Nintendo, clear your schedule, have a seat in the boardroom. I’ve got an idea for you. It’s fine, you can call me the Ideas Man… Michael…

Take your Virtual Console, make it like Netflix

That ridiculous library of old software you’re sitting on? All those classic NES, SNES, Game Boy and Game Boy Advance games you have? You put that online with beefy servers. Good news? Those games are tiny. Teeny tiny. We’re talking MBs of data for an entire game, and even less on the NES.

You take all the games you have licenses for. You work on re-upping the licenses for marquee titles. You put them online in the new Nintendo Virtual Console. It’s a service now, and it’s something folks pay a monthly subscription for.

$10 a month. That’s what you charge. At first, it launches on the Nintendo Switch. It’s completely exclusive to the console for the remainder of 2017.

You support the service with game curation. You roll out “Must Plays,” and you get old creators back with fancy design documents and art concepts. You filter the games by genre, release year, player count, etc. You introduce leaderboards and ways to play online. You blow the ROM scene out of the water with a perfectly viable, inexpensive, exhaustive library of classics.

Then you go crazy.

Super Mario Bros 3

Make the application available on PC, Xbox One, PS4 and media streaming boxes

You take that Nintendo Virtual Console, and you launch a PC, Mac and Linux version of it. It’s browser based, and consumers can game with third party controllers thanks to the robust button-mapping tech you built. You know, the kind you find in pretty much every free emulator on the planet.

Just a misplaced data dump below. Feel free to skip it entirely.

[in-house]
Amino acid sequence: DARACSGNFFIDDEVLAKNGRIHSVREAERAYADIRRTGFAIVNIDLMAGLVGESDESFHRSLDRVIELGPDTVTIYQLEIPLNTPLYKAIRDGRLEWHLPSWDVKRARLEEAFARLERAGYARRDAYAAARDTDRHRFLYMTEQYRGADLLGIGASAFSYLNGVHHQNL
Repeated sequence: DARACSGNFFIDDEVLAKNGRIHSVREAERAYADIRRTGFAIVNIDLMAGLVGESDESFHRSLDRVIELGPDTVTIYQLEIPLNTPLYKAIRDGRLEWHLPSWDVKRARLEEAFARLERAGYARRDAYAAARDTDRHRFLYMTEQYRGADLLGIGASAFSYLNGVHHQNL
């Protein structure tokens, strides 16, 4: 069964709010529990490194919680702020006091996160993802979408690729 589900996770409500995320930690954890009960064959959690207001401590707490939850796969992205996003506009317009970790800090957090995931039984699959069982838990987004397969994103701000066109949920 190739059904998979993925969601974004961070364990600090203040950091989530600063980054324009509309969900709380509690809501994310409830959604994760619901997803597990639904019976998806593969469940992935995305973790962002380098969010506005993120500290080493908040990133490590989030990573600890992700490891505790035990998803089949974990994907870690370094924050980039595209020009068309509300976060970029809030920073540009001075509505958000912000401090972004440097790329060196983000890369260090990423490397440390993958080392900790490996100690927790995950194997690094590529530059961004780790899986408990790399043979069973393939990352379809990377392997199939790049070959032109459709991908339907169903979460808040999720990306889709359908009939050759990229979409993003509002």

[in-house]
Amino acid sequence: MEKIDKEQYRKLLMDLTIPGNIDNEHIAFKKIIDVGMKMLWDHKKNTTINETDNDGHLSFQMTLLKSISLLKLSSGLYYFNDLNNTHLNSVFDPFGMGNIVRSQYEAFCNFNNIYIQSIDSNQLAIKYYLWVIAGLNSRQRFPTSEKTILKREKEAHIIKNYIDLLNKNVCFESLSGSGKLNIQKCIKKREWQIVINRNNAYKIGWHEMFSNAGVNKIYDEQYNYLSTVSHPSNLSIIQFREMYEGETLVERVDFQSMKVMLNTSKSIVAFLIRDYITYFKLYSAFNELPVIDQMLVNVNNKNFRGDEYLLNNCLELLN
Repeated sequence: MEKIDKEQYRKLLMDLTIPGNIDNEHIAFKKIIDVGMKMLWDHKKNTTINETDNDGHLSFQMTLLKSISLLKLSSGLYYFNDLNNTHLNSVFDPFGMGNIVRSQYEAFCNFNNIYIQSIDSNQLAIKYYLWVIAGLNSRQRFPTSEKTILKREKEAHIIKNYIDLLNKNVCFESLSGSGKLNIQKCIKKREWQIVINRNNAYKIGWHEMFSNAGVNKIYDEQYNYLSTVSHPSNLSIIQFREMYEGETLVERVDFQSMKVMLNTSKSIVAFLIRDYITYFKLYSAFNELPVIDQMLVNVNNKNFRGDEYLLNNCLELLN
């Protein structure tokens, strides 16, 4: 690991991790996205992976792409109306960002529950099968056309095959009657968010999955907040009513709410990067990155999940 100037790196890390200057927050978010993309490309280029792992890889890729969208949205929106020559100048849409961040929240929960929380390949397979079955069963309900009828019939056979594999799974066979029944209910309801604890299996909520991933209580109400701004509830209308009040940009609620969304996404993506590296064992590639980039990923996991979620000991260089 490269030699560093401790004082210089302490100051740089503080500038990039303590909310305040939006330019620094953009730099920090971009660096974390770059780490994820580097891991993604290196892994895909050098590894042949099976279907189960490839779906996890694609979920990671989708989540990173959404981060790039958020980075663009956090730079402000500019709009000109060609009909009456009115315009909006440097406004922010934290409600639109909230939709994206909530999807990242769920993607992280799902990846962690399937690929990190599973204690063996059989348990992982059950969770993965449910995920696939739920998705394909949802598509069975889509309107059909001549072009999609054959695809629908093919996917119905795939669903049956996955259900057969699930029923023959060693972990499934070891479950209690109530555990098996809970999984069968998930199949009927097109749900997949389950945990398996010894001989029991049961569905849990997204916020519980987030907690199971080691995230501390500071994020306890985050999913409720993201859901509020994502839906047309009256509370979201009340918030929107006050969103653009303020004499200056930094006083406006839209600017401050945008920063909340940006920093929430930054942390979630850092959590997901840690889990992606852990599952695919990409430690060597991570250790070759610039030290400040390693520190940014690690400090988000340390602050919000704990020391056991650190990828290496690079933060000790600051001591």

As your subscriber base grows because you’ve offered pirates a reasonable, reliable and cheap way to get classic games with unique perks, you pack it up and launch an app for third-party hardware. You put the Nintendo Virtual Console on the Xbox One, PlayStation 4, Roku, Apple TV and whatever else will sign the deal. Now, Xbox One and PS4 owners are rocking a $10 premium subscription that’s going to your bank account, and they don’t even have your system.

It’s 2018, and every single major device in the entertainment space has access to legal, classic, subscription-based Virtual Console games. Then you go mobile.

Then, put it on iOS and Android

People use their phones to play your games. One would hope you know that. There are tons of emulators out there. With a premium service that offers low data consumption and reliability without having to go to seedy side sites, the Nintendo Virtual Console would kill on mobile.

Launch an offline mode where users can download games they want to bring on, say, a flight. They’re playing Earthbound or The Legend of Zelda: A Link to the Past in the air without connecting to that horrible in-flight Wi-Fi, and you’re their heroes.



I know, I know. Nintendo won’t go third-party with their software. They wouldn’t be able to sell their hardware. Here’s the thing, though: Nintendo’s not going to sell modern games on all platforms. They’ll keep the contemporary stuff to their own devices. Consumers develop a better opinion of Nintendo thanks to playing their classics, and suddenly Mario and Link look a lot more enticing. So enticing, that they dive into the Switch.

I would pay $10 for this. Most gamers would probably pay $10 for this. Piracy will never go away, but cheap and reliable alternatives win out. I would pay $10 per month for access to your absurd library of classics, and I know I’m not alone.